‘Code red for humanity’ / Not so small / Company’s coming

‘Code red for humanity.’ That’s how the United Nations secretary-general describes a UN climate change panel’s report on global warming.
It concludes some changes to Earth’s climate are inevitable and irreversible.
A senior U.S. climate scientist who co-wrote the report: “It’s going to get worse. … Nowhere to run, nowhere to hide.”
Another co-author: “The planet is changing at a rate unprecedented for at least thousands of years.”
But another says it’s not too late to limit what could otherwise be unlimited damage.
The Guardian’s environment editor, Damian Carrington, summarizes the report’s verdict on humanity’s role: “Guilty as hell.”
The AP boils the report down to five things.
Radio Health Journal talks to climate scientists who fear Earth has reached a turning point more quickly than expected.
 The Chicago area faces a tornado risk today.
California, still reeling from the largest single wildfire in its history, is bracing for more fire-friendly weather.
A massive forest fire in Greece was burning for a seventh day.

‘It’s … starting to feel like the general crisis … will never end.’ Sun-Times columnist Neil Steinberg offers counsel to people feeling burnt out and scared by the pandemic.
The delta variant’s rise is messing with Chicago’s commercial real estate revival.
Block Club rounds up a list of Chicago music venues requiring vaccines to enter.

‘We either stand as a city with the police, even as we support police reforms, or we sink as a city without the police.’ A Sun-Times editorial reflects on the shooting death of one Chicago cop and the critical wounding of another Saturday night.
Three people were in custody in connection with the crime.
WTTW News anchor Brandis Friedman talks to a friend whose son was shot and killed last month, a day before his 19th birthday.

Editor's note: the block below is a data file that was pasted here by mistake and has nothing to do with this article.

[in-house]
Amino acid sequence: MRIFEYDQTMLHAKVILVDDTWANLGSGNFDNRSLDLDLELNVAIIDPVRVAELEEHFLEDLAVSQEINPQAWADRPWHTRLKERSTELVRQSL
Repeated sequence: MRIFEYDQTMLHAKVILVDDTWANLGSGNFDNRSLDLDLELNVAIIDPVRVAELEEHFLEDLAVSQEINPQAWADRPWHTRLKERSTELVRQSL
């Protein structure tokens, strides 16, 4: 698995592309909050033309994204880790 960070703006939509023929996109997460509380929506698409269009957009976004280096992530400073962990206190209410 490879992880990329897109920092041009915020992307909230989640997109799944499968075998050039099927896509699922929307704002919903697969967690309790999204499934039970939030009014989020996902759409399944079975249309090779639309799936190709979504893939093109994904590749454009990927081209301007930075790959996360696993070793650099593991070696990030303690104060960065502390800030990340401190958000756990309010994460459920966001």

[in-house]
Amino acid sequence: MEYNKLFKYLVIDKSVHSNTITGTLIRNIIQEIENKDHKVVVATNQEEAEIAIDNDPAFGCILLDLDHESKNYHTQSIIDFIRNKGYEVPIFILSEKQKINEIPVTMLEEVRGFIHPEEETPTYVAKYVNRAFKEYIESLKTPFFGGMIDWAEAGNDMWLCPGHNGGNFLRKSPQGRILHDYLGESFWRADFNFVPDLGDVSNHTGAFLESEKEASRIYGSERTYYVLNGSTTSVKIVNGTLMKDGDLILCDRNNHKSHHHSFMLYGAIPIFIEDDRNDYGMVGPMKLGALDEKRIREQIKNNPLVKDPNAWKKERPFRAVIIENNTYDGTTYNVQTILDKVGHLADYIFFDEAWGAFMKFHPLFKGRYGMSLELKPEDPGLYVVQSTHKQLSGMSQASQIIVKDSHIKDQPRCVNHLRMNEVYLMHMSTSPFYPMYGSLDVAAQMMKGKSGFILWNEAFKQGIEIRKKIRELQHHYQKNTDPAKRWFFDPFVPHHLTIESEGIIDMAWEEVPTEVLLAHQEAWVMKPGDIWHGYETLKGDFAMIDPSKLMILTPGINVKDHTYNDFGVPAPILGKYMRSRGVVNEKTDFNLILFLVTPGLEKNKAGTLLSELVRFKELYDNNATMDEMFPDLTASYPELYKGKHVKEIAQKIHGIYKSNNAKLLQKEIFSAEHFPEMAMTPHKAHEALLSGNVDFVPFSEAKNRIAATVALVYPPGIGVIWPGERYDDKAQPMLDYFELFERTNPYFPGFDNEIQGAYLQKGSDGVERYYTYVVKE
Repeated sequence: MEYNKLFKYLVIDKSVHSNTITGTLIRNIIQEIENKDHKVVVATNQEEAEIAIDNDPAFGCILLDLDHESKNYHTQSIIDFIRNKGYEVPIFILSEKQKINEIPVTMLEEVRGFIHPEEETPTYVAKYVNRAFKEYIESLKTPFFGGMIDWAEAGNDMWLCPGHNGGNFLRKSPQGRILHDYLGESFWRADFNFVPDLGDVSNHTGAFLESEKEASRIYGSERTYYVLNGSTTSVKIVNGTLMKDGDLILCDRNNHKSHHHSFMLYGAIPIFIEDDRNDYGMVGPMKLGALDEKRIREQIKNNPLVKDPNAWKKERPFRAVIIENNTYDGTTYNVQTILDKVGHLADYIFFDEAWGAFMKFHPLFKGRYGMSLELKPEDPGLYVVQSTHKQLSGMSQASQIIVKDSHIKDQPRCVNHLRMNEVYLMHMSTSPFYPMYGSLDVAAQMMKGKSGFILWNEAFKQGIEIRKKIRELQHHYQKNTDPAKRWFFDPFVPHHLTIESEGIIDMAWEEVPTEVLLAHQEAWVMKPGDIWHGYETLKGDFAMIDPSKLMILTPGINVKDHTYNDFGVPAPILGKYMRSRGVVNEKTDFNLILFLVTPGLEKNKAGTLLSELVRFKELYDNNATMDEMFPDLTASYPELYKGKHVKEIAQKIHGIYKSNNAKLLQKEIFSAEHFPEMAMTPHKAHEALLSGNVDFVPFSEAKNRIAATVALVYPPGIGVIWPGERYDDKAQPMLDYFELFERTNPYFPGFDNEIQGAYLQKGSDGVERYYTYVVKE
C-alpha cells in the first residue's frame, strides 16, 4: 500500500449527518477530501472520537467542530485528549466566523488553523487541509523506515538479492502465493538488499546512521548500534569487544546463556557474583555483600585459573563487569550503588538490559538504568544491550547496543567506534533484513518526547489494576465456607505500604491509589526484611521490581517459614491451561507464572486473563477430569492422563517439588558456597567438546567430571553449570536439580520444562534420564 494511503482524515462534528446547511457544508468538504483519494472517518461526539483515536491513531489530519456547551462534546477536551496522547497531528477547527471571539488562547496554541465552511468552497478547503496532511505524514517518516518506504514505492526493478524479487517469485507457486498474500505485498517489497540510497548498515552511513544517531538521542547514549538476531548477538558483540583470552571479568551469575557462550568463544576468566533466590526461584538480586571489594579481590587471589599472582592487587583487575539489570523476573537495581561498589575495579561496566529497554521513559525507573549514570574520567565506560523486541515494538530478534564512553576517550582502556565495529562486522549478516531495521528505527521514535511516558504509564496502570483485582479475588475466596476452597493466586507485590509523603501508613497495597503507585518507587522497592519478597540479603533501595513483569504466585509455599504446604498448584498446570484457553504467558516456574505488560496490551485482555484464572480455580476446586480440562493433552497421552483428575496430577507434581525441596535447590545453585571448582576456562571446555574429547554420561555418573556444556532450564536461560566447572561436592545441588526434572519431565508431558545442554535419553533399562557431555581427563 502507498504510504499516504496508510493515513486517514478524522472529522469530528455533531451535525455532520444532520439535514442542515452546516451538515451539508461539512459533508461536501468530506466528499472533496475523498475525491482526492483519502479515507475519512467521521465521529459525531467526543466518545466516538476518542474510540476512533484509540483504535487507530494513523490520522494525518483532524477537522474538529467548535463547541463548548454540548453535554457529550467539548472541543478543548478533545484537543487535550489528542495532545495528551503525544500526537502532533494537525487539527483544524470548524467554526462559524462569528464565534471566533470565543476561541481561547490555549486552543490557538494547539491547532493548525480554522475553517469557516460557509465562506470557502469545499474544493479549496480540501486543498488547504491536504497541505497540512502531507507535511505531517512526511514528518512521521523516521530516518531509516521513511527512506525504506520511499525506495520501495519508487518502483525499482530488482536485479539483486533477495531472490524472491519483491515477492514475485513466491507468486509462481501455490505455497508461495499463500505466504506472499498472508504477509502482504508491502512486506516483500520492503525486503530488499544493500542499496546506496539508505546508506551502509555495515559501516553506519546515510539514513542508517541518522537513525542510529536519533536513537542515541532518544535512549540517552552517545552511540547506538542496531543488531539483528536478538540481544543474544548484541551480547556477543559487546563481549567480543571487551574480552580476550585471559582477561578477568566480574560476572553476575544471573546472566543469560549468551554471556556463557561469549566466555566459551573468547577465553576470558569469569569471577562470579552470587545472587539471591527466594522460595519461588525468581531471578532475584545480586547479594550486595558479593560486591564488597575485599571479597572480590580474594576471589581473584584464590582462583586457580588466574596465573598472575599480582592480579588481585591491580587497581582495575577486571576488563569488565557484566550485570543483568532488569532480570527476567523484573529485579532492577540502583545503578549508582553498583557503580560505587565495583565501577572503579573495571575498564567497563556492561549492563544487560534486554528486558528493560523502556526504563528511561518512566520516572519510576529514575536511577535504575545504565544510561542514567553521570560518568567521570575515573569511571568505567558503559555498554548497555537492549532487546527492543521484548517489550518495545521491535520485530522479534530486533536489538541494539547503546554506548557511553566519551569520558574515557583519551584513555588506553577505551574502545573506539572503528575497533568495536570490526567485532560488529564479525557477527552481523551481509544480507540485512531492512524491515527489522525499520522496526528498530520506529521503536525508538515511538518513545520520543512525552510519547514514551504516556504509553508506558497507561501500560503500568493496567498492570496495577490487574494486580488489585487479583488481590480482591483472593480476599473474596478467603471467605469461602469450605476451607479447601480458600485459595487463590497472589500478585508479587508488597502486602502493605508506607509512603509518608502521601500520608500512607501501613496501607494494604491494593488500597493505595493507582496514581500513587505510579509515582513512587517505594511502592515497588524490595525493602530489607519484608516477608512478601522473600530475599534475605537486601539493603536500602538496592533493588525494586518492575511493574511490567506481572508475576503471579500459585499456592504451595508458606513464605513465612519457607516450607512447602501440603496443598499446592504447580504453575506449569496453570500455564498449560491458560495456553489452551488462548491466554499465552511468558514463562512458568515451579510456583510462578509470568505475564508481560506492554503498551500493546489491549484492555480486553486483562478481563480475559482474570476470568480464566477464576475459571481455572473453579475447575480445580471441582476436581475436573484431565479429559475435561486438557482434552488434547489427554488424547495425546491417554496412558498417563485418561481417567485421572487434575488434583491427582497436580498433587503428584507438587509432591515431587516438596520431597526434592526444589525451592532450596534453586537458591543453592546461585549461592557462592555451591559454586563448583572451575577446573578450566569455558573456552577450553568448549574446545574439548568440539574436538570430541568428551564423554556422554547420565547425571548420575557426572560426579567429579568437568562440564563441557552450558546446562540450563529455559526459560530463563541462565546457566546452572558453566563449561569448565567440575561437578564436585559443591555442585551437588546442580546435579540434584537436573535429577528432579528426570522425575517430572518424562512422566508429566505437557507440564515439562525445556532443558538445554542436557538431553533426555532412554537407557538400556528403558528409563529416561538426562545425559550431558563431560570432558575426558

Chicago’s weekend violence toll: At least 86 shot, 13 killed.

Not so small. Despite a pledge to “significantly” scale back his weekend birthday bash plans in the pandemic, ex-President Obama nevertheless gathered at least a couple of hundred people Saturday …
 … but the Sun-Times’ Lynn Sweet reports there were plenty of masks—some with a party logo.
Guests were encouraged not to share details …
 … but that hasn’t kept some from doing so. (Update, Aug. 10: Stephen Colbert corrected that Daily Mail report, explaining that he was in the area but not at the party.)

Money talks. The Intercept ties House Speaker Nancy Pelosi’s surprise flip against the presidential cancellation of college student debt to a billionaire couple who’ve been big campaign supporters.
Speaking of the mega-wealthy, Last Week Tonight’s John Oliver is mocking the Sackler family—which prospered off the opioid crisis—for being too cheap to buy the “dot-com” version of their defensive website …
 … which Oliver has now done—and populated with a more, let’s say, cynical view of the Sacklers’ role.

Company’s coming. Axios is launching a Chicago-based daily email news roundup, anchored by Chicago radio veterans Justin Kaufmann and Monica Eng.
You can subscribe free here.

And now a word from a Square advertiser.

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Spotted in The Land Beyond O’Hare.
Dashing Chicago Public Square supporter and Radio Health Journal executive producer Reed Pence shares this shot of himself wearing one of those fashion-forward Square caps at—in his words—“the future home of the Chicago Bears,” Arlington Park.
Send Spotted@ChicagoPublicSquare.com a photo of someone wearing one of these rare caps somewhere special and see it here.

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